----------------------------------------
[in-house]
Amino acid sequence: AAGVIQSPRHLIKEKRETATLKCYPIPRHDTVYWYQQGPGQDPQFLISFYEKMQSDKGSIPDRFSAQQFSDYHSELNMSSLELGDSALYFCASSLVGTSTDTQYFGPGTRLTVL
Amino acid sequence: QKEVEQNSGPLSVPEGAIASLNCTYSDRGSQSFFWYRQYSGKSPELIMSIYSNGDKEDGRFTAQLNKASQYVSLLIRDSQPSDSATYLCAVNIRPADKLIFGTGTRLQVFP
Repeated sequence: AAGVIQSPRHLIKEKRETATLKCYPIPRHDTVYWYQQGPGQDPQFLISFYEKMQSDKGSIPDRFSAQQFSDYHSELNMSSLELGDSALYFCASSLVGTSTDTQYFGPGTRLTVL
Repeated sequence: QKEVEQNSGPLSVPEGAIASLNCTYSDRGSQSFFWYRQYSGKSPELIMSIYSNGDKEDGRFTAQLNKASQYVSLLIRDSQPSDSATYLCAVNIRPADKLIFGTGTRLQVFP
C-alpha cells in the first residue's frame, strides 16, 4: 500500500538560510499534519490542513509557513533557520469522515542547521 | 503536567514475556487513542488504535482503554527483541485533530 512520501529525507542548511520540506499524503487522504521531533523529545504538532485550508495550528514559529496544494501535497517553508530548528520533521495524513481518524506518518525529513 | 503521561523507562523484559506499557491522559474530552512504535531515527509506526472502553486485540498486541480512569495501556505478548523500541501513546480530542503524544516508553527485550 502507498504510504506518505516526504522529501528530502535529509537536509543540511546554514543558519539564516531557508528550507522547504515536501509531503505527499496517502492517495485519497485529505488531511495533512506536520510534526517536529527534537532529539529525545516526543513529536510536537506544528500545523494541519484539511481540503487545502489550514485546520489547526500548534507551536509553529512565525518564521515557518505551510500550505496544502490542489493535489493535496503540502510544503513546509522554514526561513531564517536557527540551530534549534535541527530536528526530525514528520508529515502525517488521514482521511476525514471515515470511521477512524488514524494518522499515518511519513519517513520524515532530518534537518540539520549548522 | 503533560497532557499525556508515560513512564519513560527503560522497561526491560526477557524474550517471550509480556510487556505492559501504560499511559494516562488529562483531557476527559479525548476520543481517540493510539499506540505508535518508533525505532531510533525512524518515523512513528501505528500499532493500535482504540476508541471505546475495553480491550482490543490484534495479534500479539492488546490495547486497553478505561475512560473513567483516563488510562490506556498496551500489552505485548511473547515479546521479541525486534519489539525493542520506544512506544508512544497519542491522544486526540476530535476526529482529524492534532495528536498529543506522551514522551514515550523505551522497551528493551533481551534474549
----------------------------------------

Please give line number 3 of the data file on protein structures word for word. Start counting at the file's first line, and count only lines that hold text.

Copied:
Amino acid sequence: QKEVEQNSGPLSVPEGAIASLNCTYSDRGSQSFFWYRQYSGKSPELIMSIYSNGDKEDGRFTAQLNKASQYVSLLIRDSQPSDSATYLCAVNIRPADKLIFGTGTRLQVFP